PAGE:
Editor, Peter Fellows, has spotted inconsistencies in the way that boaters are being treated.
Despite it being midwinter with a national lockdown in place – or on reflection, perhaps because of this – I’ve received a bountiful crop of contributions for this issue. Clearly, people are thinking about boating even though they are unable to do so. Which raises the question of why has boating been suspended, when being on a moving boat is one of the safest places to be in a pandemic? And if navigation authorities consider fishing to be a legitimate form of exercise, why do they think that boating isn’t? If any of the senior managers who make such decisions had tried to ascend flights of locks on the Rochdale or Huddersfield Narrow – or, for that matter, battled stiff paddles and unyielding gates across the system – they would know that boating certainly is exercise. Instead, liveaboards are forced to moor up, alongside crowded towpaths in some areas, as visitors respond to CRT’s exhortations to exercise by the waterways.
A time of change - from navigation authorities to electric boating, Mike Rodd sees a busy year ahead for NABO.
Well, at least we did have some time, pre-Christmas, to get out on our boats before the next full lockdown took over. Ours being down in South Wales means that we are continually caught by the infuriating Cardiff Assembly trying to prove its manhood by doing something slightly different from Westminster – with really silly results for us who live in one area but boat in the other! Of course, we all know how serious all this is, so we just hope that the vaccine will mean that we will soon see a sensible way ahead for all of us.
I would like to start by saying how wonderful it is to see the many new faces on your Council – not just the people who are new to NABO’s Council, but also those who have already been very active within the organisation. This allows us to do even more by way of acting as a prime representative for all boaters. And that is so important right at this moment – with CRT currently undertaking two important ‘so-called’ consultations. (‘So-called’ because so often they seem to be mere formalities, with CRT having pretty well decided the way ahead, but needing to be seen to take user suggestions on board.) In this issue, you will see details regarding the extensive work we have undertaken in preparing our submissions, outlining our major concerns about many aspects of recent consultations. They will have impacts on all of us, so please do read our submissions, as well as our comments on the T&C’s readability.
Following the Government’s announcement on 4th January of a national lockdown for England, the EA issued the following updated guidance for boaters:
All navigation on EA waterways should be limited to essential travel only.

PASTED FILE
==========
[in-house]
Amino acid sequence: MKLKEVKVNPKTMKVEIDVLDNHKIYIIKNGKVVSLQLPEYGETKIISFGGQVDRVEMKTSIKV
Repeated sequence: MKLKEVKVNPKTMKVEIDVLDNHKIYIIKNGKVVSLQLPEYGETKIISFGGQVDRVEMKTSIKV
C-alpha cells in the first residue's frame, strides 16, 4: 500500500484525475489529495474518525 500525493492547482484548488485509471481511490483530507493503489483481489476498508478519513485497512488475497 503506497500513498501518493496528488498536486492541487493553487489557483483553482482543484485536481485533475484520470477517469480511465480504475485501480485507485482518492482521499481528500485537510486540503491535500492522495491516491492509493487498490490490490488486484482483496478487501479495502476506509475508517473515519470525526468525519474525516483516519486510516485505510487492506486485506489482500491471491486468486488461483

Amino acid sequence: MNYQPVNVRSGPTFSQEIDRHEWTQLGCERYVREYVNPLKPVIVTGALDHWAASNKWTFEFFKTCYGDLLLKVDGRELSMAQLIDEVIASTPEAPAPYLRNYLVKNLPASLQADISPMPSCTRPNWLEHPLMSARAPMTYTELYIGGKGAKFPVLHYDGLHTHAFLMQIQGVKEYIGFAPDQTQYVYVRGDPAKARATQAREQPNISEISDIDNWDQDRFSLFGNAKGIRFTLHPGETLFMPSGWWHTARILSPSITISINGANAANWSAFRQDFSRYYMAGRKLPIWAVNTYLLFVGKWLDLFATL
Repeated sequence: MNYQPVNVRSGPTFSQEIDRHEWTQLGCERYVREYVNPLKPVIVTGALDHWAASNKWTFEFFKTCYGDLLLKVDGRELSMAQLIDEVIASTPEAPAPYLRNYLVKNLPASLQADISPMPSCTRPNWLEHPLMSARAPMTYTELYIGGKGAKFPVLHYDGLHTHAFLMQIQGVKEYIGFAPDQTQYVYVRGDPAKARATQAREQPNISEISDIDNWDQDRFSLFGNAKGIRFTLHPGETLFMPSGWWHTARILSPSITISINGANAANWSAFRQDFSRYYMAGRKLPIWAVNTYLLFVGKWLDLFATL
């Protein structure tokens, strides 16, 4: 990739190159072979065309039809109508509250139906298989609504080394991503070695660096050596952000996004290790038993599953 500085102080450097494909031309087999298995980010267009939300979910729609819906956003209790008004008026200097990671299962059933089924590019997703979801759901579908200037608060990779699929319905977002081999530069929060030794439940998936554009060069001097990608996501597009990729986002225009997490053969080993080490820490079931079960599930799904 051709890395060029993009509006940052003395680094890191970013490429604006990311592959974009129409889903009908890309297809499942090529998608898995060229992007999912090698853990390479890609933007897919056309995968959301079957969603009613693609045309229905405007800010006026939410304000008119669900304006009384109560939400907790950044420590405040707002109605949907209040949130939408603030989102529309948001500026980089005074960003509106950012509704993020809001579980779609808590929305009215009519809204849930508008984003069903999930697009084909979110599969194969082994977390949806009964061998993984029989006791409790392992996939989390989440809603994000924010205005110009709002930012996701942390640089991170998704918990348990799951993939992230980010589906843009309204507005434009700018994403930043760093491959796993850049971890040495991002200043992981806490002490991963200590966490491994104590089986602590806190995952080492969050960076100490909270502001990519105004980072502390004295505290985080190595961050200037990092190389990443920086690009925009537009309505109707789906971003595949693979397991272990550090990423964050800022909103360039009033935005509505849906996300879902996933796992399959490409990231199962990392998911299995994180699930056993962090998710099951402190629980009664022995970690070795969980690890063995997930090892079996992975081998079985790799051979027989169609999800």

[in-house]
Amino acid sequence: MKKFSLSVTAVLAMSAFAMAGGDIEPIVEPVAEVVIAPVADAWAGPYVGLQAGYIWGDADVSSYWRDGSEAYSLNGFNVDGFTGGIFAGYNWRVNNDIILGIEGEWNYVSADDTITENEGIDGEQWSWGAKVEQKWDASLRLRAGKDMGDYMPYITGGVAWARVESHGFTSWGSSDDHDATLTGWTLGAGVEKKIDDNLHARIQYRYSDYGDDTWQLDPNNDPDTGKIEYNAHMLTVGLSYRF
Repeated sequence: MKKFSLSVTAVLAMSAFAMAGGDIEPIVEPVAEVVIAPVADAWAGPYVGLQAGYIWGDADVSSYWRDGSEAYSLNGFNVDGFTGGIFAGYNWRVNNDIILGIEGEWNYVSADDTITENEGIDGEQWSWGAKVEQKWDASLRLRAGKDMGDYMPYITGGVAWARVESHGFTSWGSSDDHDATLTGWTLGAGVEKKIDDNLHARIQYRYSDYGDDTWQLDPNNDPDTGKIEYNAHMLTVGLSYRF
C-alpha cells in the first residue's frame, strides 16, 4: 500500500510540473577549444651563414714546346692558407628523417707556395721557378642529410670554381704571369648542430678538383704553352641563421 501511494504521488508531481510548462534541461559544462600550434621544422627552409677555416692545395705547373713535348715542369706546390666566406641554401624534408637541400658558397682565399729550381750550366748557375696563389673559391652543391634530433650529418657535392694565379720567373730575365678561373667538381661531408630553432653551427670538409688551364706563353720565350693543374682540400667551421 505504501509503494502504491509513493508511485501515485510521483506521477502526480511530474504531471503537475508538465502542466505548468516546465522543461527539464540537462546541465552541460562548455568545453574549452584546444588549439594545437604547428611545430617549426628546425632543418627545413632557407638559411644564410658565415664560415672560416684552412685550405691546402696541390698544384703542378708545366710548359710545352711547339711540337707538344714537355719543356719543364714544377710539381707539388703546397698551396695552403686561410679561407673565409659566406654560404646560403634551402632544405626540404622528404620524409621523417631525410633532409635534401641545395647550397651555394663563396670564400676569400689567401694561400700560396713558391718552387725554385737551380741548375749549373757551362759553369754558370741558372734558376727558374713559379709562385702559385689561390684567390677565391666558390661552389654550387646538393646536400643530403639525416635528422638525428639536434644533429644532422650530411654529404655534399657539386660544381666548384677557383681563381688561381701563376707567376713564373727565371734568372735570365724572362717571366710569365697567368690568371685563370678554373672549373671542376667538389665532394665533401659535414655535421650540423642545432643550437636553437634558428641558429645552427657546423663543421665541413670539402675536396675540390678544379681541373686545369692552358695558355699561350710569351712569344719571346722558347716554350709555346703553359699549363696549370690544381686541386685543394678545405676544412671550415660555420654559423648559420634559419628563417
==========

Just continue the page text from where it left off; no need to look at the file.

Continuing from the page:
Travel on waterways and overnight stays are only permitted where the boat is your permanent residence or it is necessary for work, education or similar reasons. Those who live aboard should limit their travel to access essential services and facilities. Some activities using unpowered boats are permitted as part of daily exercise, limited to once a day and within the Government guidance for exercise.
- There will be no assisted passage on the River Thames and all locks will remain on public power.
- There will be no charge or time limit at any EA moorings.
- There will be no charge for pump-outs.
- The cleaning contract for public toilets is extended until the end of March so that they can remain open. At sites that are not included in the contract, the toilets will remain closed.
- There will be no cash handling at any EA sites.
Updated information is available at www.gov.uk/government/organisations/environment-agency.
CRT reported: the rules and the impact on boating are largely the same as for the first lockdown last year. All navigation in England and Wales should be limited to essential use only. If you are not occupying your boat you should not take overnight stays on it during this period. Those living aboard are advised to move only a minimal amount to access essential facilities or services. CRT will keep all its facilities open, but there might be closer private facilities that will reduce the distance you need to travel. If an essential journey requires passage through a staffed structure you will need to book well in advance to ensure CRT can facilitate passage. The requirement to move every 14 days is suspended until the restrictions come to an end. If you are self-isolating and don’t have any support networks, get in touch via CRT’s website (https://canalrivertrust.org.uk/contact-us/ways-to-contact-us) or contact your local boat licence support team (https://canalrivertrust.org.uk/enjoy-the-waterways/boating/buy-your-boat-licence/boat-licence-customer-support-team).
Howard reports from the North East
I took part in a Zoom forum in January, which is the first that the Y&NE have held. It was well attended with 42 participants, including a number of CRT managers. These managers were a mix of local and national, and included: Sean McGinley, Regional Director Yorks and North East; Jon Horsfall, Head of Customer Services Support; Mathew Symonds, National Boating Manager, Leisure Boating; and a number of local Y&NE managers.
In the past, I have attended many such meetings and last night’s was probably the best attended for a number of years. In my opinion it was a success. It followed the usual pattern of individual presentations, mainly concerning local issues, with a sprinkling of national subjects as well. The Zoom format allowed questions to be debated throughout the meeting using the chat facility and in that regard it was, if anything, more productive than the traditional meetings. I think the relative success of the meeting may well lead to more Zoom meetings throughout the year, which may allow for local issues to be addressed more quickly. Time will tell.